Tuesday, January 15, 2008
Wages, prices and profits posted by Richard Seymour
As teachers threaten strike action over public sector pay, Socialist Worker reminds us why. It isn't just the lousy 2.45% pay deal that Ed Balls has offered teachers, which amounts to an effective pay cut. The chart on the left shows projected inflation versus Brown's planned pay rates up until 2011, and as you can see, there's a year on year fall in spending power.
Part of the inflation is driven by rising global energy and commodity prices, while companies appear to be driving their prices up to make up shortfalls in profits or pay off debts. The most recent report suggests that food prices rose 5.9% year on year, and liquid fuels like heating oil rose 32 per cent. Our electricity and gas bills are going to go through the roof this year. Once again, prices are rising on essential goods in a way that will disproportionately hit the poor. (Parenthetically, I note that "stagflation" is the word on the New York streets, largely because of the horrific increase in import prices.)
The government's solution appears to be to stop us greedy bastards consuming so much with a modern day incomes policy. Your pay is apparently what's causing inflation and, well, they'll fix that in a hurry. Aside from pegging incomes for public sector workers, it looks as if the Bank of England will use any increase in inflation to maintain higher interest rates and thus curb consumption further. Interest repayments relative to disposable income are at a very high rate, averaging 19% just over a year ago according to a study by Price Waterhouse Coopers. In December it was revealed that 1 million people in the UK are having difficulty repaying their mortgages, which means borrowing more or extending the mortage. That also represents a reduction in disposable income.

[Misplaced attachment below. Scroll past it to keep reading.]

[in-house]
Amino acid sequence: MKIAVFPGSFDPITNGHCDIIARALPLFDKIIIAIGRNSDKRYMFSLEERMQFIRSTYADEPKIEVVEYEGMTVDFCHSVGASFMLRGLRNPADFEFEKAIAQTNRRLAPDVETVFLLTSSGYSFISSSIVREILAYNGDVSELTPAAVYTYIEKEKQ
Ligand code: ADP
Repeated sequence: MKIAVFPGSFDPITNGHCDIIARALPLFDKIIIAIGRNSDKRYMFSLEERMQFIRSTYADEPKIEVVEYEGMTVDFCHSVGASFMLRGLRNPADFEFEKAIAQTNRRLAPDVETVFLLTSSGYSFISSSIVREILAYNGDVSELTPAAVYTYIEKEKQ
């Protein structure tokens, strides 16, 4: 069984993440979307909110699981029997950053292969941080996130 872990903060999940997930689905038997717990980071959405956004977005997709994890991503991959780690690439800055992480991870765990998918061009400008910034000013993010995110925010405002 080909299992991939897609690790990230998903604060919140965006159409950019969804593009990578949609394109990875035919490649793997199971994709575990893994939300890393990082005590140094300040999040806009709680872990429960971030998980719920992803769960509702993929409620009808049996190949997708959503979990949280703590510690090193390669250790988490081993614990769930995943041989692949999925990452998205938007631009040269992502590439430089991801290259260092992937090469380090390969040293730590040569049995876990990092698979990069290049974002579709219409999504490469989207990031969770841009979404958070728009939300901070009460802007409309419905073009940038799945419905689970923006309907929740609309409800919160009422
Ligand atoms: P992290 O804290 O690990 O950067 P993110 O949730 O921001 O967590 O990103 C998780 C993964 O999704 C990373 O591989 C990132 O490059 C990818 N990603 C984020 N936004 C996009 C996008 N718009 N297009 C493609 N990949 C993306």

SW points out that while median executive pay is up 7.8%, recent research that finds three quarters of monthly paid workers actually ran out of money in the last week of their pay run and have to subsist on a mixture of borrowing and scraping. No surprises there - practically everyone who isn't on an above-average income goes through this, and there are always nasty little shocks (a bill you forgot about, overdraft charges that the bank has just made up, a rise in minimum repayments on your credit card, a direct debit that bounces because you're fifty pence short, thus incurring another bank fee). And it's going to get tighter and tighter. As Larry Elliott relates, the government seems to be doing everything it can to take us back to the Bad Old Days Of The 1970s. As Elliott also points out, incomes policies have a way of collapsing within a short space of time. Are trade unionists really ready to believe that a country with a net worth of £6.5 trillion, where the Prime Minister has a bottomless pit to pay for war and is always ready to cut taxes for businesses while funding whatever ludicrous white elephant scheme he thinks fit, is unable to afford decent levels of public sector pay?